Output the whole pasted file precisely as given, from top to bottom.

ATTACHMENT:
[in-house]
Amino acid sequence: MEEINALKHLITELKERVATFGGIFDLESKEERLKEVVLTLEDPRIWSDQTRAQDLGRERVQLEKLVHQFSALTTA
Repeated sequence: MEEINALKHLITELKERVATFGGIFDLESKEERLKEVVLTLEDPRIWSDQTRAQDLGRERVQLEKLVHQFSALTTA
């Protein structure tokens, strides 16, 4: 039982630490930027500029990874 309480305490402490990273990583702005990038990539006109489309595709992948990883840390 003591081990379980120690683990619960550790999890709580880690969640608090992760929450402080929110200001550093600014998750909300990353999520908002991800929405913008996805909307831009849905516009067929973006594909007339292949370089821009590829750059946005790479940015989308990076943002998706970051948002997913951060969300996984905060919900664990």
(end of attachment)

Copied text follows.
[in-house]
Amino acid sequence: MEEINALKHLITELKERVATFGGIFDLESKEERLKEVVLTLEDPRIWSDQTRAQDLGRERVQLEKLVHQFSALTTA
Repeated sequence: MEEINALKHLITELKERVATFGGIFDLESKEERLKEVVLTLEDPRIWSDQTRAQDLGRERVQLEKLVHQFSALTTA
């Protein structure tokens, strides 16, 4: 039982630490930027500029990874 309480305490402490990273990583702005990038990539006109489309595709992948990883840390 003591081990379980120690683990619960550790999890709580880690969640608090992760929450402080929110200001550093600014998750909300990353999520908002991800929405913008996805909307831009849905516009067929973006594909007339292949370089821009590829750059946005790479940015989308990076943002998706970051948002997913951060969300996984905060919900664990």